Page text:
I wrote today about 30-year-old Kevin Taylor, a guy with cerebral palsy who lives in St. Theresa Point in a home with no running water that’s not wheelchair accessible. His dad has to carry him to the outhouse. When Taylor can’t use his crutches, he drags himself around with his arms.
I find this humiliating to imagine. It’s worse to see it. Taylor’s lawyers took some short video clips while on a visit up north. I watched them and cringed.
What’s worse, though, is the refusal of the federal government to discuss, in any useful or human way, Taylor’s situation.
Health Canada and Indian and Northern Affairs both refused to comment on Taylor’s human rights complaint or the huge issue it raises, namely the remarkable gap in services for disabled people on reserve and off.
Taylor is largely housebound. He gets one bath a week – one bath - at the nursing station. They used to do his laundry, but not anymore. He has no vocational training, no home care or physiotherapy, no day programs, says his mother, Alice.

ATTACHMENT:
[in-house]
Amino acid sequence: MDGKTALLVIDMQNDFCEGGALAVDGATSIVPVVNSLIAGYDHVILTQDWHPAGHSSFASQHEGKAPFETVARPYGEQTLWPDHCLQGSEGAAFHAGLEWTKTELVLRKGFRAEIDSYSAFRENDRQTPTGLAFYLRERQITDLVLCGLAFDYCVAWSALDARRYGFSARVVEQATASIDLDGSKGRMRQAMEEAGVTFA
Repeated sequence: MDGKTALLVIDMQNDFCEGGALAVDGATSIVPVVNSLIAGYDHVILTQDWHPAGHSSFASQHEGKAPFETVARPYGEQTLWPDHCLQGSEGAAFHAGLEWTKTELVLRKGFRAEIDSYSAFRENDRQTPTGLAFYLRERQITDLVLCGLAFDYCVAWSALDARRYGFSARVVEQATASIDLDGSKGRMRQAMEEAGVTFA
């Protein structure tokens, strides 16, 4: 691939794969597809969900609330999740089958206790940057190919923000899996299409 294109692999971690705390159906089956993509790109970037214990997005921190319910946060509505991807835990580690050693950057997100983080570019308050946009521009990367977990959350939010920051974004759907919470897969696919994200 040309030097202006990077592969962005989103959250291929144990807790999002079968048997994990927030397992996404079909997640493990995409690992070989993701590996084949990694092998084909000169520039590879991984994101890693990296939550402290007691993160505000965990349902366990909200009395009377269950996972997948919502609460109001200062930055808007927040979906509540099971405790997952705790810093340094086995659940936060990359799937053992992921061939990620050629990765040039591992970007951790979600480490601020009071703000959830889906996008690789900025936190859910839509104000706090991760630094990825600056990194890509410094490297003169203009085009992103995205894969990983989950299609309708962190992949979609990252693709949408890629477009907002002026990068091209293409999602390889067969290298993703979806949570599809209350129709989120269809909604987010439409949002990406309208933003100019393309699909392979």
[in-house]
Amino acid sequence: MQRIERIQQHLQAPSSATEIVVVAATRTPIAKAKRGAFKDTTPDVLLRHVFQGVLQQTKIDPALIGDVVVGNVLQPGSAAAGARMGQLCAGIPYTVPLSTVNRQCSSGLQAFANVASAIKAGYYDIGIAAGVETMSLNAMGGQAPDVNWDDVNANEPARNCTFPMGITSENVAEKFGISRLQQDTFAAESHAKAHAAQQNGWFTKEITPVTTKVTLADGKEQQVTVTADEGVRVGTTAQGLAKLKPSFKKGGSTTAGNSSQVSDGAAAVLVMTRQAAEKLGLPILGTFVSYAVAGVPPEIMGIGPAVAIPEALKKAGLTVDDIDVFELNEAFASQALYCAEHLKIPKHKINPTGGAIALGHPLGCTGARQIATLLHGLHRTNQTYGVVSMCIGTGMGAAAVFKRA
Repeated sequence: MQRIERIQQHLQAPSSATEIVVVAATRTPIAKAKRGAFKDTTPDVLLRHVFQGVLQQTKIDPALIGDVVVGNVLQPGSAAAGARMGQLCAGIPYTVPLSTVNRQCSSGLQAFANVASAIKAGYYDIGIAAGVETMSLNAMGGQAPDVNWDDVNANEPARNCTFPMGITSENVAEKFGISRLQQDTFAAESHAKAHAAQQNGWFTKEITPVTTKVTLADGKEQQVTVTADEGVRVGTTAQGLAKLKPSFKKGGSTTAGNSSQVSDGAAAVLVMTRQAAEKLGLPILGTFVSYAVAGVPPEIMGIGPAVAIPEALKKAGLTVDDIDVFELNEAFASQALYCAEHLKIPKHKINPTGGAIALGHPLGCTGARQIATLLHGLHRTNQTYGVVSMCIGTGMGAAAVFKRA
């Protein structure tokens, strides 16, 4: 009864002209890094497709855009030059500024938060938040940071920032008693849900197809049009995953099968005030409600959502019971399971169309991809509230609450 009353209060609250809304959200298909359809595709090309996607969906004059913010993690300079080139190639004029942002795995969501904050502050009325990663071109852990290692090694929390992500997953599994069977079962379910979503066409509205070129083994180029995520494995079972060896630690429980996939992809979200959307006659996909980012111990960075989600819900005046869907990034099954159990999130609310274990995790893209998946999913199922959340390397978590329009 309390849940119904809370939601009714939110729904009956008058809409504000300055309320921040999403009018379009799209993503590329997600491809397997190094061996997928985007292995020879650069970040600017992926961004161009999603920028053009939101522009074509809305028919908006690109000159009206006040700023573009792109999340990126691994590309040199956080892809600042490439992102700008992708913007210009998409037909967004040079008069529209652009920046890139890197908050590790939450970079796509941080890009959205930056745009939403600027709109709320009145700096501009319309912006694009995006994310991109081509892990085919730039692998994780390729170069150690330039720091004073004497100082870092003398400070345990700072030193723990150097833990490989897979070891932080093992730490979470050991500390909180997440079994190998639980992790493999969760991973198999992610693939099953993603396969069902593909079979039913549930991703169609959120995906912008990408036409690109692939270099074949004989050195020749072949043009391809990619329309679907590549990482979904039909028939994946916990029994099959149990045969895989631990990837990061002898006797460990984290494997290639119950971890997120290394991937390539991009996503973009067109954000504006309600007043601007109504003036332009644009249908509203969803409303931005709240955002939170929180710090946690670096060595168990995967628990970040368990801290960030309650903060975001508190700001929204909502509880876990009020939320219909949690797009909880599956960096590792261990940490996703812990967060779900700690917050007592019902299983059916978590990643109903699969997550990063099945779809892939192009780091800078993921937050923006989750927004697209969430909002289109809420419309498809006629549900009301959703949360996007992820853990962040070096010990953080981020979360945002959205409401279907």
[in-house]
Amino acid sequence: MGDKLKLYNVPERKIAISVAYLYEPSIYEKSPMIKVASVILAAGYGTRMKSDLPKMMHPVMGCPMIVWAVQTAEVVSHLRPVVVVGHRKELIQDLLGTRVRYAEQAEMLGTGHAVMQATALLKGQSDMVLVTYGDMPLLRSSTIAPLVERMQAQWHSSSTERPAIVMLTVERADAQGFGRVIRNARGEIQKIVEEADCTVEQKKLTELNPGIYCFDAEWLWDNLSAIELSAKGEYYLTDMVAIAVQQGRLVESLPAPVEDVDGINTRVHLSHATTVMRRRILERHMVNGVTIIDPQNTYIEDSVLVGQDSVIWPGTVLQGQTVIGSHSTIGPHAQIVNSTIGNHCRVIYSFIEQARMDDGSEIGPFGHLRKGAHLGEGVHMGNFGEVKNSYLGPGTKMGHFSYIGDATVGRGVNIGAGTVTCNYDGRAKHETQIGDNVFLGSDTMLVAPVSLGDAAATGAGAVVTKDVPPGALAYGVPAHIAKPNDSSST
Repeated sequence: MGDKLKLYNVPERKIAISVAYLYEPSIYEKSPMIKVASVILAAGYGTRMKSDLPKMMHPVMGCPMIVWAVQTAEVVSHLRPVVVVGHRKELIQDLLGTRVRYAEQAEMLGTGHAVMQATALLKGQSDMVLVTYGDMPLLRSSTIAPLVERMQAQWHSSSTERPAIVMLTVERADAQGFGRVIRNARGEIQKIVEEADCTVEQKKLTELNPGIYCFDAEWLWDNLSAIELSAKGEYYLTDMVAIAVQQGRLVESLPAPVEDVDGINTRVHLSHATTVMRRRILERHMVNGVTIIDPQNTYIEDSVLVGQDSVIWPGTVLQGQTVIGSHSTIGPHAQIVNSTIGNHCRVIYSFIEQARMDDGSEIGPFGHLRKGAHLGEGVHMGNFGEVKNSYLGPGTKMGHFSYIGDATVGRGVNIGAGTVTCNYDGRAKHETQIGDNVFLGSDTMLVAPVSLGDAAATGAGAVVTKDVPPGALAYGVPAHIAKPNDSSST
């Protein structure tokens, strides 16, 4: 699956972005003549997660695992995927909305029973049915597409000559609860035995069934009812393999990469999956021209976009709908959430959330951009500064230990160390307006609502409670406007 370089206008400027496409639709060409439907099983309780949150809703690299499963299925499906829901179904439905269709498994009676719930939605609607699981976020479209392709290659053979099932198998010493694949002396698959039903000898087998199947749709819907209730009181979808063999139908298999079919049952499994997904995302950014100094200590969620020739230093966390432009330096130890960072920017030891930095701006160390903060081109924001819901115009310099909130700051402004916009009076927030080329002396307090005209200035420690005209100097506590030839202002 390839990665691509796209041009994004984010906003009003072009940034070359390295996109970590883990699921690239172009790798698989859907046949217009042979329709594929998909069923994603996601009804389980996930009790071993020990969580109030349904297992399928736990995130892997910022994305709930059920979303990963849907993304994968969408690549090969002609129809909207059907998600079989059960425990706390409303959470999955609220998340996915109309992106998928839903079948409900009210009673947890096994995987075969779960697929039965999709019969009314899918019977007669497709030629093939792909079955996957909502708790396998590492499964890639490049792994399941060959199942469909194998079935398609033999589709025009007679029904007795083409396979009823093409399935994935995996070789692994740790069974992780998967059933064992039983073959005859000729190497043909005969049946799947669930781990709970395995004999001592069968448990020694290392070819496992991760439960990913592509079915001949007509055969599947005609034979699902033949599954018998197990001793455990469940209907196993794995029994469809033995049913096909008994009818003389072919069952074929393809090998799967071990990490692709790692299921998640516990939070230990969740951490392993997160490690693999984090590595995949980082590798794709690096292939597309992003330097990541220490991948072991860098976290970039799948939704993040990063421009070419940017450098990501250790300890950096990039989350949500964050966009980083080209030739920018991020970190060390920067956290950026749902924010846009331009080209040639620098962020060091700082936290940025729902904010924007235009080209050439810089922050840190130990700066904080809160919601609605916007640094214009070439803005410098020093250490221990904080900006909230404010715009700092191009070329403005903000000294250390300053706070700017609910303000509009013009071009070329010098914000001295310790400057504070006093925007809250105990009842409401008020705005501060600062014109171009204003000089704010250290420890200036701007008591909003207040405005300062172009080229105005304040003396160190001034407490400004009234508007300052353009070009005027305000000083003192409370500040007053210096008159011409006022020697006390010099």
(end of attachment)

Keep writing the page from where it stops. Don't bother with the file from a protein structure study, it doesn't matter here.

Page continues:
Except for the joy he clearly brings to his parents, his life is largely wasted. I think that’s ugly enough to deserve a genuine and thoughtful response from a real human being in the national government.
Instead, I got the email below.
That’s nothing new from Ottawa, and I was not surprised.
Health Canada and INAC are among the worst federal departments to deal with. These days, all media requests go through Ottawa, where young public relations staff rarely have ever heard of Pukatawagan or Shamattawa and act only as stenographers, writing down word-for-word a reporter’s questions.
All questions are answered by email. The responses are almost always useless and irrelevant.
It takes days to get a reply because most are vetted by the Prime Minister’s Office. Reporters are no longer ever allowed to speak to a real expert – a Health Canada nurse from Island Lake, a policy analyst familiar with on-reserve funding models, a Manitoba program coordinator who might say Alice Taylor is wrong, that there are options for disabled people. There is never a chance for a real conversation where a little give-and-take and a few follow-up questions could add valuable nuance and context to a story.
And at no point does anyone do the most basic thing: Acknowledge the national shame that is Kevin Taylor’s situation.